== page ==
• Most picas are not fatal but they can cause vitamin deficiencies, ulcers, stomach upsets and psychological problems, according to doctors who have studied the disorder.
  • Doctors are not sure if picas are caused by vitamin and mineral deficiencies or if they are a learned social habit.
  • Whole neighborhoods in some Southern states are known to eat clay out of specific clay pits and will even ship “care packages” of the clay to relatives and friends who have moved away.
  • Most peolple with pica suffer from iron or zinc deficiencies, but doctors are not sure if the deficiency triggers the craving or if the craving creates the deficiency.
  • Picas are also common in institutions. Institutionalized people with the condition often resort to eating their hair because other substances are removed from them.
  • Many pregnant women crave as well, but often for weird food combinations rather than non-food items.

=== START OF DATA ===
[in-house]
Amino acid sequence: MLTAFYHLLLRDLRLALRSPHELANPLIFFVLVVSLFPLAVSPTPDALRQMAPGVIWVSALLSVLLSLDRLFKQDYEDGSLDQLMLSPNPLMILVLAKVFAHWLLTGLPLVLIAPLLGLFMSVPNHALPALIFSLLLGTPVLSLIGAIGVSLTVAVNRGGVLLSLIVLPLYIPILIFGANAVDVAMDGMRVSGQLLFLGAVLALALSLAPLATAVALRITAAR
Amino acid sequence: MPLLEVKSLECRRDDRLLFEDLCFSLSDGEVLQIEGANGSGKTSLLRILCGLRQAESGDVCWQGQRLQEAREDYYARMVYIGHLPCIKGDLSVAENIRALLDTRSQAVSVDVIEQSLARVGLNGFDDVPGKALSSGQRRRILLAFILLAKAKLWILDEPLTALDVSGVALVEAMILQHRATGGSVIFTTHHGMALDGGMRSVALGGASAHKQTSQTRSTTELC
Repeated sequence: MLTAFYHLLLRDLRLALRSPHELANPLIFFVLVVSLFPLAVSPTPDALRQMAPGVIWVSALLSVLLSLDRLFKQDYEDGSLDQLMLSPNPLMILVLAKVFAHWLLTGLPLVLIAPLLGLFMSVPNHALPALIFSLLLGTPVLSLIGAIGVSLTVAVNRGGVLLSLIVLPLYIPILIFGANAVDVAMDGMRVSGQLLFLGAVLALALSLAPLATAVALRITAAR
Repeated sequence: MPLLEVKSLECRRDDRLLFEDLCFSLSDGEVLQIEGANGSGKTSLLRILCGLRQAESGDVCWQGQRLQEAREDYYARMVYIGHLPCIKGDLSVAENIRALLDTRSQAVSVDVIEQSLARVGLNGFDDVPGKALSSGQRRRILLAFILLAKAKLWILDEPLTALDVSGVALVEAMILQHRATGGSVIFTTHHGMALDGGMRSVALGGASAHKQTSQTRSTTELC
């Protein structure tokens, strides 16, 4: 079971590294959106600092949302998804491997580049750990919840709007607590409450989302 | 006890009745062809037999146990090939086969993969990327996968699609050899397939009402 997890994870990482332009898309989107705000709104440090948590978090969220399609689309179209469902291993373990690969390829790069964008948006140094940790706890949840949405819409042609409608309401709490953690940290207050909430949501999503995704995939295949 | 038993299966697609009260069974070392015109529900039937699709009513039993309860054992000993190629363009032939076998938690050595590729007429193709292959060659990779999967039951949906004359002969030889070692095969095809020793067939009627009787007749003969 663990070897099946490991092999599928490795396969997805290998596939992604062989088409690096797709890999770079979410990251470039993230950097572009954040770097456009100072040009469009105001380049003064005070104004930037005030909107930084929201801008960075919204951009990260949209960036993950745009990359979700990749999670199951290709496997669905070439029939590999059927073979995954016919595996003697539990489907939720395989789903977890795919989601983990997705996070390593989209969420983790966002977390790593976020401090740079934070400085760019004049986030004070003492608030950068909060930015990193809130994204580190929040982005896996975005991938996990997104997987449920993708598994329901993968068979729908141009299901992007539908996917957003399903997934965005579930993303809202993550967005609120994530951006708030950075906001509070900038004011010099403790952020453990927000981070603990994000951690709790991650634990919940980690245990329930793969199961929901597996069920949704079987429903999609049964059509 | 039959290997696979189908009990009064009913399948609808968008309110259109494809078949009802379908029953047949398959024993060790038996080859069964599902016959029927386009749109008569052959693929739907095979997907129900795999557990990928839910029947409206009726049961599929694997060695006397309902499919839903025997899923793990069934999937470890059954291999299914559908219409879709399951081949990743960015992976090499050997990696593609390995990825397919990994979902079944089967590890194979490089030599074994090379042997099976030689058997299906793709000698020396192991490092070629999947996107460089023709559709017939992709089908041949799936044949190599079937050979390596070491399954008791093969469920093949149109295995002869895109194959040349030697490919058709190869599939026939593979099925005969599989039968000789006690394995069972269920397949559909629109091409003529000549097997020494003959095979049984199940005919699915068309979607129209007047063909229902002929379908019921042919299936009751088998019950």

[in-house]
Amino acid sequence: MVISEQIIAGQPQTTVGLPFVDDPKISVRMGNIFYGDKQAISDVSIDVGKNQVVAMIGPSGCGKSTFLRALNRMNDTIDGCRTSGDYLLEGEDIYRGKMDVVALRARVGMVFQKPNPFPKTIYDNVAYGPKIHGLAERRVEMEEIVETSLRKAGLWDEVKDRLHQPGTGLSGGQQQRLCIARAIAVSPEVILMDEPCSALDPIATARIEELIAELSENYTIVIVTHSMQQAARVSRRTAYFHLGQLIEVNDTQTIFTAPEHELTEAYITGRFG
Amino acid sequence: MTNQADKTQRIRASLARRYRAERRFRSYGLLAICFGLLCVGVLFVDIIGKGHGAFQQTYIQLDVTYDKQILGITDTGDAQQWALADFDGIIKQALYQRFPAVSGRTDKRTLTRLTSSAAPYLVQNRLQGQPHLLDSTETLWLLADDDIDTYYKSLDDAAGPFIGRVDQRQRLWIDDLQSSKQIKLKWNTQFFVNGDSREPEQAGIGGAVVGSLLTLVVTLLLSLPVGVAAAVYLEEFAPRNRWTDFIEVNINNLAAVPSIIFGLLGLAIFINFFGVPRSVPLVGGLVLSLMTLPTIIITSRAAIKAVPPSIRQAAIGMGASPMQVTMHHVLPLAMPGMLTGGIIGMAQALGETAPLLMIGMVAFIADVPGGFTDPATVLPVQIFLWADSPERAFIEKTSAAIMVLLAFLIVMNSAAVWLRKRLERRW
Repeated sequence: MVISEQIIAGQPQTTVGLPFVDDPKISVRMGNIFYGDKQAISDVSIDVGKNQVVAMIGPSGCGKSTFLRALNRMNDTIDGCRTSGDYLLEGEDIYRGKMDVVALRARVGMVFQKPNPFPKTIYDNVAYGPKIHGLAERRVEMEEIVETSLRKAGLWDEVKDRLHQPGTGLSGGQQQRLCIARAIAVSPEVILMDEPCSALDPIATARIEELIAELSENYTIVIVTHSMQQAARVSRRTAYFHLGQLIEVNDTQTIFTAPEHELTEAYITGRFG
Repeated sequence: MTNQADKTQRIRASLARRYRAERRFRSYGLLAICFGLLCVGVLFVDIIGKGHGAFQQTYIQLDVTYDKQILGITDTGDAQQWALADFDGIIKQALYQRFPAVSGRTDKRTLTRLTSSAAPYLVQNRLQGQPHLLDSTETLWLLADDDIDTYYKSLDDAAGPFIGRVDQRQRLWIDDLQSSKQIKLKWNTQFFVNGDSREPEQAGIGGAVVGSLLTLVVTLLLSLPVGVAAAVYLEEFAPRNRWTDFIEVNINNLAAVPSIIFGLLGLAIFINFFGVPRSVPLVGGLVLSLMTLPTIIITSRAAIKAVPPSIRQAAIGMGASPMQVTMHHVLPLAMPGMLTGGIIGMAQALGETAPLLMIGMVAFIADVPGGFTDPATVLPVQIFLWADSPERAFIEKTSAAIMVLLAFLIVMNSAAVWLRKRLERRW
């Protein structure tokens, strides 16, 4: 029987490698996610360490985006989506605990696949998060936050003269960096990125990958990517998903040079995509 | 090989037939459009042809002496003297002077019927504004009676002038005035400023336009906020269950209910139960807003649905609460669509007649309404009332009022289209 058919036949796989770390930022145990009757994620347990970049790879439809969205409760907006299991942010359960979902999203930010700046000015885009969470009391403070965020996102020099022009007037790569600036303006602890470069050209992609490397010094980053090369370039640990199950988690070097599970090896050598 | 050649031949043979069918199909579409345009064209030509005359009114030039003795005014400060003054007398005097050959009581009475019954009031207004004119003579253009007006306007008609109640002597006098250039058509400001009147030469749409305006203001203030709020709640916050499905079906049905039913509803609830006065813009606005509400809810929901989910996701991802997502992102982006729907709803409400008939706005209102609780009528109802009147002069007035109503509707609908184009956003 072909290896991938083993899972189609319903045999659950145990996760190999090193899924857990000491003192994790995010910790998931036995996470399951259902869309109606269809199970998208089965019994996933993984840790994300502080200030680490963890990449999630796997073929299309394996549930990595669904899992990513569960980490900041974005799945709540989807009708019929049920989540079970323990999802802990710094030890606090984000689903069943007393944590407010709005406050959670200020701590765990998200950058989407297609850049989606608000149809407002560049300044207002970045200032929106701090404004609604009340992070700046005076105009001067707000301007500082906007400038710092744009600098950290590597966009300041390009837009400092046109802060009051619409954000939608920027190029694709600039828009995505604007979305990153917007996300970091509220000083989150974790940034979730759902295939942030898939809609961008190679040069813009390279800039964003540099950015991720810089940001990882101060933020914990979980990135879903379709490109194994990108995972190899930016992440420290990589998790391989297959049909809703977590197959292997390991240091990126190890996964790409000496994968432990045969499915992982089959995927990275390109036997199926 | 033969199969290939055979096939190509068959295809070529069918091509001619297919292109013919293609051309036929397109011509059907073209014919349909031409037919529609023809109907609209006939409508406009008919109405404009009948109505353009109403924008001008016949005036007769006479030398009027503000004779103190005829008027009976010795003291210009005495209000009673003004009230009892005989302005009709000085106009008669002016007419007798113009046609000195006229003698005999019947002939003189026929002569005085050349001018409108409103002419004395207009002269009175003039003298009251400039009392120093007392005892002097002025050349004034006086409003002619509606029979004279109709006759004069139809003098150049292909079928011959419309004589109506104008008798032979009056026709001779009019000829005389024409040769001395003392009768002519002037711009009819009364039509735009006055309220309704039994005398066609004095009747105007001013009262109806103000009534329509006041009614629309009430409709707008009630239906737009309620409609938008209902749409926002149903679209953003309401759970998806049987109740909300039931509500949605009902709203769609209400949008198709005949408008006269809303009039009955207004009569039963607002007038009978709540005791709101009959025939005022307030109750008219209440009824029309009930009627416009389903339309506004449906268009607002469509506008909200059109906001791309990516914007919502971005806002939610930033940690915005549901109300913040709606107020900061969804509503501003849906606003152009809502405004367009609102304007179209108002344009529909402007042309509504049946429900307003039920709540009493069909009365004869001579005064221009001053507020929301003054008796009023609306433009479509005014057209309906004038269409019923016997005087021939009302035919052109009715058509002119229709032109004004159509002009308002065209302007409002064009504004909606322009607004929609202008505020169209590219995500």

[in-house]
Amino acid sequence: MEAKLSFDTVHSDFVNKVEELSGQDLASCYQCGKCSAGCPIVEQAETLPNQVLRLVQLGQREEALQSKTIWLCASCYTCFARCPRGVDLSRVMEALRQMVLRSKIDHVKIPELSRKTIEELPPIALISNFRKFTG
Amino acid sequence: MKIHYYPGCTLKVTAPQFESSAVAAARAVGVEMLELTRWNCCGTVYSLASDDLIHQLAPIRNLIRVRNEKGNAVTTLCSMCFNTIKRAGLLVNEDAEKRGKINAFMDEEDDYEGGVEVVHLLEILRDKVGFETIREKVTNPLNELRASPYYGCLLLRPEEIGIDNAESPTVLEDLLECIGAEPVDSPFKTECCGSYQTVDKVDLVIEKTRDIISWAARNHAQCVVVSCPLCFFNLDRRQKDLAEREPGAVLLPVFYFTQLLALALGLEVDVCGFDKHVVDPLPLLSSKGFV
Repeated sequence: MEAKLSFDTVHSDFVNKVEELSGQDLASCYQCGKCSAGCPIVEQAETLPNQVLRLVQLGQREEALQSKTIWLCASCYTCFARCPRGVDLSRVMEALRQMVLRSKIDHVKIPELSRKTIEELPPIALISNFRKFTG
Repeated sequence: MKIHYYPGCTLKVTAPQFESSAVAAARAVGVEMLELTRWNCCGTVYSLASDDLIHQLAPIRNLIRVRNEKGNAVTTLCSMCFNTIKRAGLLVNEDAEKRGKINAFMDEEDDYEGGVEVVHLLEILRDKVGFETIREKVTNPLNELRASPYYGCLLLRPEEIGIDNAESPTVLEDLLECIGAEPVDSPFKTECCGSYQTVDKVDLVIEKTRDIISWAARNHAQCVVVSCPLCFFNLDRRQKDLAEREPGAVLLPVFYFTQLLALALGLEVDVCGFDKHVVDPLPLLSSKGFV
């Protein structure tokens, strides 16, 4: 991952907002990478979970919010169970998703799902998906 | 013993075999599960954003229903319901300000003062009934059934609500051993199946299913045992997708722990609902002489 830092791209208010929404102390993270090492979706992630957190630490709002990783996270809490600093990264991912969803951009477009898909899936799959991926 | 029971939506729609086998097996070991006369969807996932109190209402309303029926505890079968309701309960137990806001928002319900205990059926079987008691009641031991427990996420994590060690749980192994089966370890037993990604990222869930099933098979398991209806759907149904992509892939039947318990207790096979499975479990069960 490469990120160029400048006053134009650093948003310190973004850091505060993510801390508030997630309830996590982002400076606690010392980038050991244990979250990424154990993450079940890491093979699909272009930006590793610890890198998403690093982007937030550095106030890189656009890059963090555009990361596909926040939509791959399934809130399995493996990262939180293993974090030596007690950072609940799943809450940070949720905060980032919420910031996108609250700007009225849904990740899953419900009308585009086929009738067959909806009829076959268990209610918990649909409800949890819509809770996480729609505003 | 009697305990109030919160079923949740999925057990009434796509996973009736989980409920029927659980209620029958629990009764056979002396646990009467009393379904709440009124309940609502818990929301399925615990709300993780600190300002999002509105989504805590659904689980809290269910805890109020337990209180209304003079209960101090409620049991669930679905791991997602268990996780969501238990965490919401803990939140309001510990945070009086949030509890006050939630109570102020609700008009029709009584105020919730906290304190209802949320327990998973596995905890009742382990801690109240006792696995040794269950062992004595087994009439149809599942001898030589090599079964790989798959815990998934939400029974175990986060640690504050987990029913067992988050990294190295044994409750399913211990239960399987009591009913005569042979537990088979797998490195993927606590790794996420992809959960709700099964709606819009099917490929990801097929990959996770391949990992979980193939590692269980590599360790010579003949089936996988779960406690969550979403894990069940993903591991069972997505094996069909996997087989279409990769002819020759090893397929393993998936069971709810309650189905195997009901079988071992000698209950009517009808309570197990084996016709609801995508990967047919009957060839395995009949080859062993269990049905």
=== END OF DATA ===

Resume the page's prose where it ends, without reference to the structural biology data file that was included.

• Eating ice cubes is a common form of pica experienced by non-pregnant, middle-class women. People with this pica can chew up to five gallons of ice a day, ruining their teeth if not their appetite.
  • Often the substance craved in pica has no real taste to it and there seems to be more interest in the feel or the texture of the items being eaten than in any taste factors.
  • —This information is based on an article titled,
    "The suffering of people with 'pica' " by Gayle Young,
    United Press International as seen in The Stars and Stripes,
    February 19, 1986.

    amylophagous, amylophagia:
    A morbid craving to eat starch. A form of allotriophagia or “pica”.
    The eating of a man (as opposed to a woman); similar to anthropophagus (cannibalism).
    anthophagous, anthophagy:
    Feeding on flowers.
    anthropophagi (plural), anthropophagus (singular):
    One who eats the flesh of other human beings; cannibilism.
    1. Abstention from eating.
    2. The inability or refusal to eat or swallow.
    The inability to eat.
    The loss of the ability to swallow.
    araneophage, araneophagic, araneophagy:
    Feeding on or eating spiders.
    autocoprophage, autocoprophagous, autocoprophagy:
    A reference to an organism that consumes its own feces.
    autologophagist, autologophagy:
    A reference to those who must eat their own words.
    autophagia, autophagous, autophagy: